In other words, even on issues not treating FISC decisions specifically, the FISC has historically taken notice of decisions made in courts that have no jurisdiction over its decisions (and in one case, FISC appears to have limited government production as a result). So it would be a pretty remarkable deviation from that past practice for FISC to completely blow off the Second Circuit decision, even if it may not feel bound by it.

Verizon responds to court orders, but in half-assed fashion

Finally, there’s the question of how the telecoms will react to the Second Circuit decision. And even there, we have some basis for prediction.

In January 2014, after receiving the Secondary Order issued in the wake of Judge Richard Leon’s decision in Klayman v. Obama that the dragnet was unconstitutional, Verizon made a somewhat half-assed challenge to the order.

Leon issued his decision December 16. Verizon did not ask the FISC for guidance (which makes sense because they are only permitted to challenge orders).

Verizon got a new Secondary Order after the January 3 reauthorization. It did not immediately challenge the order.

It only got around to doing so on January 22 (interestingly, a few days after ODNI exposed Verizon’s role in the phone dragnet a second time), and didn’t do several things — like asking for a hearing or challenging the legality of the dragnet under 50 USC 1861 as applied — that might reflect real concern about anything but the public appearance of legality. (Note, that timing is of particular interest, given that the very next day, on January 23, PCLOB would issue its report finding the dragnet did not adhere to Section 215 generally.)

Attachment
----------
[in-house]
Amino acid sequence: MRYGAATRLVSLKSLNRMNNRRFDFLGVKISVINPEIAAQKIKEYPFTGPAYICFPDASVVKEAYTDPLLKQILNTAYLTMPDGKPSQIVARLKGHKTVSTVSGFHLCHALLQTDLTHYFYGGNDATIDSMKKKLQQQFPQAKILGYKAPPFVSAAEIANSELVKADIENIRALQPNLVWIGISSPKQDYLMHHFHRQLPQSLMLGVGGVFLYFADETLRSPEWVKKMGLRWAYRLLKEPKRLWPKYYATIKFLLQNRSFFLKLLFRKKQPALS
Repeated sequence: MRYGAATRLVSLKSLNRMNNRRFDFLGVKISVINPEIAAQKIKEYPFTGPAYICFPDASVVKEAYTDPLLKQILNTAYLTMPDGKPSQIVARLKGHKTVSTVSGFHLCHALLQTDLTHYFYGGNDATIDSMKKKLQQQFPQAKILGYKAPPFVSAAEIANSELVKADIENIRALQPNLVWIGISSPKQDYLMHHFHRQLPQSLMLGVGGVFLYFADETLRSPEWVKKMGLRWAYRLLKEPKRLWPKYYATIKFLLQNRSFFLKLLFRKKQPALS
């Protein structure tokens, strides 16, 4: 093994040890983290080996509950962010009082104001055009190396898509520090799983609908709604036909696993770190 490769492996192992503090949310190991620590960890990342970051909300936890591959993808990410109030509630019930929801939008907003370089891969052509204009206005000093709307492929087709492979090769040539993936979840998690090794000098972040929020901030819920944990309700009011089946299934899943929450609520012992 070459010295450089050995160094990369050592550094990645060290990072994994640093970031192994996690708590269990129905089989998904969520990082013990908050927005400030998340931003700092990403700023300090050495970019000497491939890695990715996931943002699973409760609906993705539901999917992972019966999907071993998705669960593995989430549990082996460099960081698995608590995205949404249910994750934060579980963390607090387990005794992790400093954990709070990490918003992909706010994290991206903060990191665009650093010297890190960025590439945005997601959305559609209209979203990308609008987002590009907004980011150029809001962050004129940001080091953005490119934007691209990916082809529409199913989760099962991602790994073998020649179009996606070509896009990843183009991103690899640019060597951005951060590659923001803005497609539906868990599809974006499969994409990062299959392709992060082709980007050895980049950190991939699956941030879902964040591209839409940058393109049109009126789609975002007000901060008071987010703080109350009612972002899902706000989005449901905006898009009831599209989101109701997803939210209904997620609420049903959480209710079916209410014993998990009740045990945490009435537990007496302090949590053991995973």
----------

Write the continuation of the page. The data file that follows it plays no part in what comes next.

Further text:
Indeed, this challenge might not have generated a separate opinion if the government weren’t so boneheaded about secrecy.

Verizon’s petition is less a challenge of the program than an inquiry whether the FISC has considered Leon’s opinion.

It may well be the case that this Court, in issuing the January 3,2014 production order, has already considered and rejected the analysis contained in the Memorandum Order. [redacted] has not been provided with the Court’s underlying legal analysis, however, nor [redacted] been allowed access to such analysis previously, and the order [redacted] does not refer to any consideration given to Judge Leon’s Memorandum Opinion. In light of Judge Leon’s Opinion, it is appropriate [redacted] inquire directly of the Court into the legal basis for the January 3, 2014 production order,